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What is the best way to control font size and style using IE 6 & 7?

Posted on 2008-06-12
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Last Modified: 2013-12-08
font-size: .9em , .875 em, etc. doesn't seem to have any affect on IE 6,7. I've heard of bad results coming from using small, x-small, etc. or smaller, larger.

What is best way to control size & font family that will work on all browsers, especially IE 6 & 7?
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Question by:ctangent
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7 Comments
 
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Assisted Solution

by:hpz937
hpz937 earned 200 total points
ID: 21771630
personally I use point sizes on my website, font-size: 6pt;
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by:jcimarron
ID: 21771696
ctangent--Font style should be controlled by clicking IE Tools|Internet Options|General tab|Fonts.
Text Size is controlled by IE View|Text Size.  (But only in steps labelled Largest, Smallest, etc.)
You can also Zoom.  You should have that option in IE7 at the bottom right corner of the Status Bar.
Note that sometimes the developer of the webpage sets the font size and type.  You can sometimes override by following these instructions from IE Help
"To override website font and color settings
If you want to have the fonts and colors you specify in Internet Explorer to be used for all websites, regardless of the fonts that have been set by the website designer, follow these steps.

In Internet Explorer, click the Tools button, and then click Internet Options.
On the General tab, click Accessibility.
Select the Ignore colors specified on webpages, Ignore font styles specified on webpages, and Ignore font sizes/types specified on webpages check boxes, and then click OK twice.
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Expert Comment

by:jcimarron
ID: 21771705
ctangent--Regrets, I thought you were talking about viewing webpages, not creating your own.
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LVL 44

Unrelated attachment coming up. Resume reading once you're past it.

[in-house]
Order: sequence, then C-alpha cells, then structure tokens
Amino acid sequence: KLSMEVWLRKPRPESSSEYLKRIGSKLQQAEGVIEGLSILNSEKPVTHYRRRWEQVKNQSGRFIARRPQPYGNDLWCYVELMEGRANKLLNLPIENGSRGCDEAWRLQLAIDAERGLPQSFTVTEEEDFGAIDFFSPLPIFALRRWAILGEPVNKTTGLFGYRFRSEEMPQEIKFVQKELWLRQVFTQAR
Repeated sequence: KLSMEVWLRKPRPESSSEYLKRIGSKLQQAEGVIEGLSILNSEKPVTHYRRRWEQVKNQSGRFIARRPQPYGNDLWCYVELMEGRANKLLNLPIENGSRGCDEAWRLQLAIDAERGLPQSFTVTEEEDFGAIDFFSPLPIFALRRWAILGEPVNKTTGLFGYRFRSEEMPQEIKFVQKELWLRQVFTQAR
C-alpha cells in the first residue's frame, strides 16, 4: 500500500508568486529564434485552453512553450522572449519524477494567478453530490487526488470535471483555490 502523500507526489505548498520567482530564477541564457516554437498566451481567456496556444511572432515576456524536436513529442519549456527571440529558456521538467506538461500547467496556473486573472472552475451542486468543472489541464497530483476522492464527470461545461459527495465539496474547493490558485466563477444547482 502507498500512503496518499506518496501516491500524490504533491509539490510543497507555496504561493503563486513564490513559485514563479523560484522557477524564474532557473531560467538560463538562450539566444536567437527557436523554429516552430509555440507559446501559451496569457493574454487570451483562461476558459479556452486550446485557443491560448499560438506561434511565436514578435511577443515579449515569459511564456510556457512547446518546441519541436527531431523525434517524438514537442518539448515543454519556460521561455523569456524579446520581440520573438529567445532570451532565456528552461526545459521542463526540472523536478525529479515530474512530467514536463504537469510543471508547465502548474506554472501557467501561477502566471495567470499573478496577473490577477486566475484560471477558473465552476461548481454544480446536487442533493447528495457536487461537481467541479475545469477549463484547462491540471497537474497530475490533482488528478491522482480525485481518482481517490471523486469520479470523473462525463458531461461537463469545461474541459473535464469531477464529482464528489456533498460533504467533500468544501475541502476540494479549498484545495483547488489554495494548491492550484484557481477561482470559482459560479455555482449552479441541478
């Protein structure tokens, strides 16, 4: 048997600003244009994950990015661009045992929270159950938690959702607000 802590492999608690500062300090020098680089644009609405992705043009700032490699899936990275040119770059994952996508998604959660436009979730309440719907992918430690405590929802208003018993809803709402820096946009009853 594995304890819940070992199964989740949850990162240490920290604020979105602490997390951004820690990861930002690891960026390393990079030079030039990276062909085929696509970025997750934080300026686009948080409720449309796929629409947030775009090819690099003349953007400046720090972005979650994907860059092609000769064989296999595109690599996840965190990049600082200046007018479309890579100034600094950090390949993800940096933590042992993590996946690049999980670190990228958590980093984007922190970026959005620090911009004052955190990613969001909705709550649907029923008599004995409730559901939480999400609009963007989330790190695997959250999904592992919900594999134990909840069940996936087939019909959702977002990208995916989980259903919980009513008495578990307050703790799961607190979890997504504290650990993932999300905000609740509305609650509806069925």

Assisted Solution

by:scrathcyboy
scrathcyboy earned 200 total points
ID: 21775292
<FONT face="Arial" size="3" color="#0FFF0F">this font is guaranteed to work right in all browsers </FONT>

Lots of people will tell you that the <FONT> tag is obsoleted by the new CSS2 rules.  Maybe, but it is a guaranteed way to render a font the same in all broswers.  Here is the same in CSS --

a.txt:link {color:#802020; bgcolor:#E3F2FA; font:bold 10px Arial; text-decoration:none}
a.txt:visited {color:#802020; bgcolor:#E3F2FA; font:bold 10px Arial; text-decoration:none}
a.txt:hover {color: #44AA44; text-decoration: underline;}

<TD> <A href="page.htm" class="txt">here is a text link rendered with the style of .txt above</A></TD>
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LVL 4

Accepted Solution

by:
sajay_j earned 800 total points
ID: 21776402
For pure css calls;

use a inline style or attached style calling;

font-size with pixel values.

{ font-size:12px; } /* standard font size */
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LVL 2

Assisted Solution

by:Keale2
Keale2 earned 800 total points
ID: 21785801
ctangent,
Keep in mind that most web browsers will include a zooming feature soon, and using pixel values will no longer cause problems for users that need larger text.

If your users are mostly old or nearly blind and not using IE7 or Opera, stick with pts; these can be adjusted by the user in older browsers.

Ems can get very, very complicated. They are a good solution if you are creating an em-based layout, but it can involve many calculations  and who wants to do calculations when they're making a web site?

I'd stick with pure CSS.

Here's a good article:
http://clagnut.com/blog/348/

He even uses the term inherited shrinkage... so you know it's good.
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Author Closing Comment

by:ctangent
ID: 31466644
Thank you all! The CSS pixel sizes worked the best for what I was trying to do. Thank you Keale2 for assuaging my fears about using pixel values.
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